This past week, a federal judge affirmed Idaho’s rule governing school restrooms, which mandates that kids use the restroom designated for their biological gender.
A request to stop the law from being implemented while a case plays out was turned down by Chief United States District Judge David Nye.
The Idaho legislation forbids transgender children from using the restroom of the opposite gender and mandates that public schools maintain separate restrooms and changing spaces for biological males and girls. Additionally, if children witness another student using a restroom that does not correspond with their biological sex, they have the legal right to sue their school.
“While it may not be comforting to Idaho’s transgender students who might be forced to alter their routines or face additional issues because of the court’s ruling today,” Nye wrote in his view that “the court should stick to its job of interpreting the law and not making policy.”
While the law was supposed to start on July 1, it was temporarily stopped in August when a judge gave an order against it. The law will start taking effect again at the beginning of next month.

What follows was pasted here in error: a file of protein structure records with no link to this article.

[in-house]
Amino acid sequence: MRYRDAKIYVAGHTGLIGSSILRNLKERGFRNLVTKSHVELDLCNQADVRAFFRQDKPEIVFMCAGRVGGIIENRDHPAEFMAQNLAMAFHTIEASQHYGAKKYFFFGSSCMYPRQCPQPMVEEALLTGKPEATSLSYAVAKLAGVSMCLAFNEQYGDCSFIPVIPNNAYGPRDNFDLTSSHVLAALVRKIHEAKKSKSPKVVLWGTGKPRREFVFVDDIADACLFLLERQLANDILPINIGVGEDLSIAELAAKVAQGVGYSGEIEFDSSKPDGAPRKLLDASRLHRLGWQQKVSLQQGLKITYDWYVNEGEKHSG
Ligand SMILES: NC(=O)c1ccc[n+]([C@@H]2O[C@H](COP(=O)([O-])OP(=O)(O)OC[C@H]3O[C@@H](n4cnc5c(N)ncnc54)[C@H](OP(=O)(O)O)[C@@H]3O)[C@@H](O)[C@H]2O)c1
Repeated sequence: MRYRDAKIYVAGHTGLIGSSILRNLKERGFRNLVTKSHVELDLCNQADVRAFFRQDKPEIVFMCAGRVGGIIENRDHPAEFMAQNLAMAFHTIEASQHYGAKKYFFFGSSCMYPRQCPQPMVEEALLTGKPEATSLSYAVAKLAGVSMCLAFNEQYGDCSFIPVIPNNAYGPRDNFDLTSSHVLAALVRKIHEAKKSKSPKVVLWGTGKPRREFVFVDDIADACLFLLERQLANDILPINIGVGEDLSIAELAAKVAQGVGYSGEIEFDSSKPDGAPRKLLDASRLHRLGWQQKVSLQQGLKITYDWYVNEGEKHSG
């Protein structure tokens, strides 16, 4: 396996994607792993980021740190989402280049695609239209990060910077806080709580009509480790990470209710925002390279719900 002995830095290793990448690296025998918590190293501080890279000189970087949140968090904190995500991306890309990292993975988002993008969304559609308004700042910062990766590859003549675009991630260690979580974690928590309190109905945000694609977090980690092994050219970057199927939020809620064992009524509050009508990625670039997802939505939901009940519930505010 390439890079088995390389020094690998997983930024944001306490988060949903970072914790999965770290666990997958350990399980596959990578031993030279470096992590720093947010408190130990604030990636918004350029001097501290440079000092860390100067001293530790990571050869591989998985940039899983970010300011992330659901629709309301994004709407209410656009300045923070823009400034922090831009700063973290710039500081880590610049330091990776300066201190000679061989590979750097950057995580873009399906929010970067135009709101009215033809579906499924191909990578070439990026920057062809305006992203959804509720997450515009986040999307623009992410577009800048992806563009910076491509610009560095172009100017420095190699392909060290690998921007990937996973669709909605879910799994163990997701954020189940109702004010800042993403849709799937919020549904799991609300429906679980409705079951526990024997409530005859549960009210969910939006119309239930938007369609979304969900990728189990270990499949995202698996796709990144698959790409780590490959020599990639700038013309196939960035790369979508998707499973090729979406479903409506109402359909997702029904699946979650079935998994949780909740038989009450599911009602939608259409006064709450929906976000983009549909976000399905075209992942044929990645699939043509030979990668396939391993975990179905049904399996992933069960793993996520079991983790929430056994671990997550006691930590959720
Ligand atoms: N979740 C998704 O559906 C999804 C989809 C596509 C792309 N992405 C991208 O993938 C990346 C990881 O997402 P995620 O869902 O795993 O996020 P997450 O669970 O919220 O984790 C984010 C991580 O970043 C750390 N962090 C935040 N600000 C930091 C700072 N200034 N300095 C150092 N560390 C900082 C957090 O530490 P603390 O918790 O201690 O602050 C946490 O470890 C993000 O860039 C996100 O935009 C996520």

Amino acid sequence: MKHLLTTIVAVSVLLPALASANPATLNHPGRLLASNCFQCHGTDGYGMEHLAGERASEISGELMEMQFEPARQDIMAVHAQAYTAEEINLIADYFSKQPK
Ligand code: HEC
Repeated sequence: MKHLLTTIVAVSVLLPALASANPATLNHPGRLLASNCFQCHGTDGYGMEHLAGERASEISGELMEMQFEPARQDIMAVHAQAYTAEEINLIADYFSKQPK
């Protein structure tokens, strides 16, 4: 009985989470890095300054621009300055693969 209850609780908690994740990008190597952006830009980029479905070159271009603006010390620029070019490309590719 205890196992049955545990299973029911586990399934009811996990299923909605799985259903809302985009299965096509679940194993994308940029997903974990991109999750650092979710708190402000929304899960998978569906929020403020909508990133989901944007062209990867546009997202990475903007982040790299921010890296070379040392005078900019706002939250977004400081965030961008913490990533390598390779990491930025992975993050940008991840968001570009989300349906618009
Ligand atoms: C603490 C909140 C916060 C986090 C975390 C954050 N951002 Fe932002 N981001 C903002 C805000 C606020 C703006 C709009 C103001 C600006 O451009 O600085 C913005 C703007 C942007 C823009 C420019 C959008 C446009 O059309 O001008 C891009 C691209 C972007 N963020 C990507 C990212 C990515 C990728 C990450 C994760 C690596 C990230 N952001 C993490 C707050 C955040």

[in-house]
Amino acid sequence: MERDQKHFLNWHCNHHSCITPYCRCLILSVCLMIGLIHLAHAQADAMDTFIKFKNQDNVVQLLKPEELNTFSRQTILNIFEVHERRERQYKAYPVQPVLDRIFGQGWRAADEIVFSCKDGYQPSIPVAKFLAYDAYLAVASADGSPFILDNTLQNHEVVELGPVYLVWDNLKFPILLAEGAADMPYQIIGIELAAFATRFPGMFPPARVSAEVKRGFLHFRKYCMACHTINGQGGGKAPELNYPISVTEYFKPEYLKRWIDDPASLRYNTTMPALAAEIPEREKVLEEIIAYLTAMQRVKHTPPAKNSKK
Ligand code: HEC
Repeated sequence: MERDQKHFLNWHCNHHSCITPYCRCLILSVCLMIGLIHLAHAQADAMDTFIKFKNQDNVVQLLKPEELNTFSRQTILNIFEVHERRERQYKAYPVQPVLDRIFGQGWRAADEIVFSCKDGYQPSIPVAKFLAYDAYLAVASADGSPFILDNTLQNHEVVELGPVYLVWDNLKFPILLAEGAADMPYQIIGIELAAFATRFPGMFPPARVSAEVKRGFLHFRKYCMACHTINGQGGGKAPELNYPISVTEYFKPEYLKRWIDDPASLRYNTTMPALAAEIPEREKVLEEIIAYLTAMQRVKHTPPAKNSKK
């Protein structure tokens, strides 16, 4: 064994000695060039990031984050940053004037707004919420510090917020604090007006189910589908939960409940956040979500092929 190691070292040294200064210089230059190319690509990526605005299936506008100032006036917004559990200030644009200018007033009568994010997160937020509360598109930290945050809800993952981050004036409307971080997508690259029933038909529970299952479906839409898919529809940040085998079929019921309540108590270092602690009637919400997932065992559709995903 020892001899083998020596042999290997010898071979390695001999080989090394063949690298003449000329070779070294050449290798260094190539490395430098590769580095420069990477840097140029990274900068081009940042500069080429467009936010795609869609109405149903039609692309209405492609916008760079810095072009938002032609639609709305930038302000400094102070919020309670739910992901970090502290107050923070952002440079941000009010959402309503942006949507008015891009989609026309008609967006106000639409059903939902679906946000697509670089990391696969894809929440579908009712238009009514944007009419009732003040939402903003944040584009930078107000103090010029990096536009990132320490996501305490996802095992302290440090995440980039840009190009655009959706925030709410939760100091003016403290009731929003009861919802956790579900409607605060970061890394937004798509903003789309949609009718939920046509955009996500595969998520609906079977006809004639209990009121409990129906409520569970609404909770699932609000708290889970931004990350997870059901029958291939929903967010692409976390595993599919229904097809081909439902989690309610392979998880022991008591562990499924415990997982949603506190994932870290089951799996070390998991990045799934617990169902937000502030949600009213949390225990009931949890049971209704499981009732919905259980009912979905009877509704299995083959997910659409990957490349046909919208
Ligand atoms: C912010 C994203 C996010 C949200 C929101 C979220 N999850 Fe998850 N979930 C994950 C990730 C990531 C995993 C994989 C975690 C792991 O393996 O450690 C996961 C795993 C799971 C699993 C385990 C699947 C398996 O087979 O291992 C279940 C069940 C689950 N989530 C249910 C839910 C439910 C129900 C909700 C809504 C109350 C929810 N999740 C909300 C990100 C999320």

A national LBGT rights group called Lambda Legal sued the law on behalf of a transgender student in Idaho, saying that the law discriminates against transgender students in a way that is contrary to the Constitution.
State prosecutors requested that the case be dropped in a “perfunctory way, with minimal explanation,” according to the court, who also rejected the state’s plea to have the case thrown out.
In a statement, Idaho AG Raúl Labrador said that this week’s decision was a big win for the state.
“Since the beginning of time, society has kept these private areas separate,” Labrador said. “It is especially important that the privacy and safety needs of minor pupils are protected.”
Transgender students using the bathroom and dressing rooms has become a big problem in school districts across the country. Many parents are worried about their kids sharing these areas with transgender students.